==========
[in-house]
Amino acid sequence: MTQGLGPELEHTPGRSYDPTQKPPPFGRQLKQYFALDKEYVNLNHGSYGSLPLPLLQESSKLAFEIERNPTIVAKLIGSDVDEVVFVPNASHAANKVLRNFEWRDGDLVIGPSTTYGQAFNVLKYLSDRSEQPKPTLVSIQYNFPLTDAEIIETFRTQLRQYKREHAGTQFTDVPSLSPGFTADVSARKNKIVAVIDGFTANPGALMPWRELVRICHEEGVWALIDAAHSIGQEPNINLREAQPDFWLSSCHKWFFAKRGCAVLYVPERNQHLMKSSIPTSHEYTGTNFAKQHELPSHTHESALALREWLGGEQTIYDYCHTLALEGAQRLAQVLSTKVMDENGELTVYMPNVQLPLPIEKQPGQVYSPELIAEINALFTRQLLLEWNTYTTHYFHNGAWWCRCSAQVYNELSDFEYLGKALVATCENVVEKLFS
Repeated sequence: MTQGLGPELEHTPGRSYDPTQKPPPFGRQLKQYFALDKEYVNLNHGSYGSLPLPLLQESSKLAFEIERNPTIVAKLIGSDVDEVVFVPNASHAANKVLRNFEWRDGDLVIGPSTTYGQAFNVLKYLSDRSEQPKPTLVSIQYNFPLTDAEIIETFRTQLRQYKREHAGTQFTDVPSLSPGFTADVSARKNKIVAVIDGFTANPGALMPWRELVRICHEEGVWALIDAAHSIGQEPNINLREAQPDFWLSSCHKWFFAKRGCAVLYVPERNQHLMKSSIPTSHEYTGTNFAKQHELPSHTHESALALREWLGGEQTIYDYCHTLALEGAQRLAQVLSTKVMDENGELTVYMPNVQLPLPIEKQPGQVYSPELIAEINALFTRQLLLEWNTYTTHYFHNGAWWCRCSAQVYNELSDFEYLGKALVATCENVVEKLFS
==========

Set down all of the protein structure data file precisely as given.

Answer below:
[in-house]
Amino acid sequence: MTQGLGPELEHTPGRSYDPTQKPPPFGRQLKQYFALDKEYVNLNHGSYGSLPLPLLQESSKLAFEIERNPTIVAKLIGSDVDEVVFVPNASHAANKVLRNFEWRDGDLVIGPSTTYGQAFNVLKYLSDRSEQPKPTLVSIQYNFPLTDAEIIETFRTQLRQYKREHAGTQFTDVPSLSPGFTADVSARKNKIVAVIDGFTANPGALMPWRELVRICHEEGVWALIDAAHSIGQEPNINLREAQPDFWLSSCHKWFFAKRGCAVLYVPERNQHLMKSSIPTSHEYTGTNFAKQHELPSHTHESALALREWLGGEQTIYDYCHTLALEGAQRLAQVLSTKVMDENGELTVYMPNVQLPLPIEKQPGQVYSPELIAEINALFTRQLLLEWNTYTTHYFHNGAWWCRCSAQVYNELSDFEYLGKALVATCENVVEKLFS
Repeated sequence: MTQGLGPELEHTPGRSYDPTQKPPPFGRQLKQYFALDKEYVNLNHGSYGSLPLPLLQESSKLAFEIERNPTIVAKLIGSDVDEVVFVPNASHAANKVLRNFEWRDGDLVIGPSTTYGQAFNVLKYLSDRSEQPKPTLVSIQYNFPLTDAEIIETFRTQLRQYKREHAGTQFTDVPSLSPGFTADVSARKNKIVAVIDGFTANPGALMPWRELVRICHEEGVWALIDAAHSIGQEPNINLREAQPDFWLSSCHKWFFAKRGCAVLYVPERNQHLMKSSIPTSHEYTGTNFAKQHELPSHTHESALALREWLGGEQTIYDYCHTLALEGAQRLAQVLSTKVMDENGELTVYMPNVQLPLPIEKQPGQVYSPELIAEINALFTRQLLLEWNTYTTHYFHNGAWWCRCSAQVYNELSDFEYLGKALVATCENVVEKLFS